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I used to hear my father say to my mother “sempre le mule, ti fa tutto per le mule” (always the girls, you do everything for the girls). “Le mule” (pronounced mu-leh) were my sister and me. My father loved us, but my mother gave us everything tirelessly. She would do anything for us and frequently did, keeping a beautifully clean home, always having a home cooked meal on the table, working full time in a factory and always being there when we needed her. She loved us unconditionally and deeply, to a point where my father was possibly a bit peeved as she wasn’t spending quite enough time with him. My mother left us unexpectedly on 29 May 2020, after almost two years in an aged care facility at 92 years of age. She has inspired my food journey, and in many ways my life. I have transcribed the short tribute I gave at her service. God speed mamma, there will never be anyone who will love me and give me as much as you did xxx

‘There are many times of our life when we feel especially close to our mothers; when we first start school and she waves us off at the playground gate; or when we break up with our first boyfriend and she tells us not to worry, another one will come along.

I felt closest to my mamma later in her life, in those 6 years she lived on her own in the house in Vermont South, after my father passed away. Much of our time together was spent in the kitchen. I had not been that interested in cooking in my 20s and 30s, but when my father left us, I felt the cultural pull of those delicious and traditional cakes and sweets that I grew up eating. And mamma finally had the time show me how to make them.

Apple strudel, crostoli, frittole and ricotta cake; these were the sweets in her traditional repertoire, the sweets that took me back to Sunday lunches before Barbara was married, and to later times, when the grandchildren came along. For birthdays, religious celebrations, for when she was cooking at the Italian social club, or just because it was Sunday, these were the cakes she made, the cakes of my memory.

So week after week, I went to the house in Vermont South and we cooked together. The recipes were not written down; they were all in mamma’s head. The measurements were not the standard cuciar (spoon) or cichera (cup), but the size of what she had in her kitchen.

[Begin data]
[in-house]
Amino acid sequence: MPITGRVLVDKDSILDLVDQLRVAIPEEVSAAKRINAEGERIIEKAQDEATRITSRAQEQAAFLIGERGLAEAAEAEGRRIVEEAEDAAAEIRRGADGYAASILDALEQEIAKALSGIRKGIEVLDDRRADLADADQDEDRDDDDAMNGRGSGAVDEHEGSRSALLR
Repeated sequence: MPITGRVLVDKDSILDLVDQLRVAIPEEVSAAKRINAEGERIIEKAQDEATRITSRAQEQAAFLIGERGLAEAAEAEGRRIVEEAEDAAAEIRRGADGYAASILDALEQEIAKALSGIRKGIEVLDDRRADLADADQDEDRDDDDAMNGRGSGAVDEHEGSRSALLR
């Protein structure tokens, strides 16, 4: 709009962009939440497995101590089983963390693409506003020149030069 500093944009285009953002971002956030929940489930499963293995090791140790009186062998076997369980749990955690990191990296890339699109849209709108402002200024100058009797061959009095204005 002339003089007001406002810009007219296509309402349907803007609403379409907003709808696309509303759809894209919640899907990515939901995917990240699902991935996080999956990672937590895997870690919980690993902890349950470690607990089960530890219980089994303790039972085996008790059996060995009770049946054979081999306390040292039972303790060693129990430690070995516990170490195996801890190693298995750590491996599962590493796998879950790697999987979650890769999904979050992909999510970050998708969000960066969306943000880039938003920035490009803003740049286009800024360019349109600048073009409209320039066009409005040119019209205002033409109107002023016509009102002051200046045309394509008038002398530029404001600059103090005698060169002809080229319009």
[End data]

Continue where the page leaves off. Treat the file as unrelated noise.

Her ricotta cake was the first one she taught me, and the easiest to remember; a mix and bake cake, the one that inspired Pidapipò, a gelateria in Carlton to make a ricotta gelato named after her. She always made it in her rectangular aluminium baking tin. This was one of my father’s favourite cakes and making it meant we often talked about papà, his love of ricotta and his inordinate love of anything sweet.

Then came her frittole – little balls of deep fried hand-mixed dough, with grated green apple folded through the batter. Making these we would talk about when my brother in law Chris had come over to ask my parents for my sister’s hand in marriage. She seemed to be frying frittole for hours, delaying that question being asked for what seemed like an eternity.

Her crostoli, fried ribbons of sweet dough, laced with orange zest and grappa were a labour of love; one that took hours and hours.  It was a task for two: rolling, cutting the ribbons, threading them into themselves into the shape of a bow; and lastly frying them. She taught me every step, patiently and happily, chatting about her zia Rica, who would stretch the crostoli dough on the fogolar (hearth), rather than rolling the pastry through the pasta machine.

Lastly there was her apple strudel, the pinnacle of her cake making. The hand stretched pastry was so thin that you could read love letters (or as she would say, the Globo newspaper) through it. This was perhaps the hardest of her dolci to master. We made it together several times and at some point she would always take over from me, saying my hands were not big enough to lift the rolled up uncooked strudel onto the tray. She would deftly lift it up, using her capable hands, and arrange it on the tray in a typical horse shoe shape. Maybe she didn’t want to see me mess it up. We would always make two – the first one would be eaten as soon as it had cooled down, on the day it was made, and the second one would last no more than 36 hours. It was that good.

Through her stories and recipes she taught me about my culture and my traditions, the ones she and papà had brought with them from Italy. She was patient, giving and loving. Farewell mamma, thank you for being you and for teaching me to make the cakes I will always remember you by.


  • Rose says:

    Beautiful Paola. It was always such a pleasure to see your mamma’s smiling face pop up on my Instagram feed.

  • Lynette says: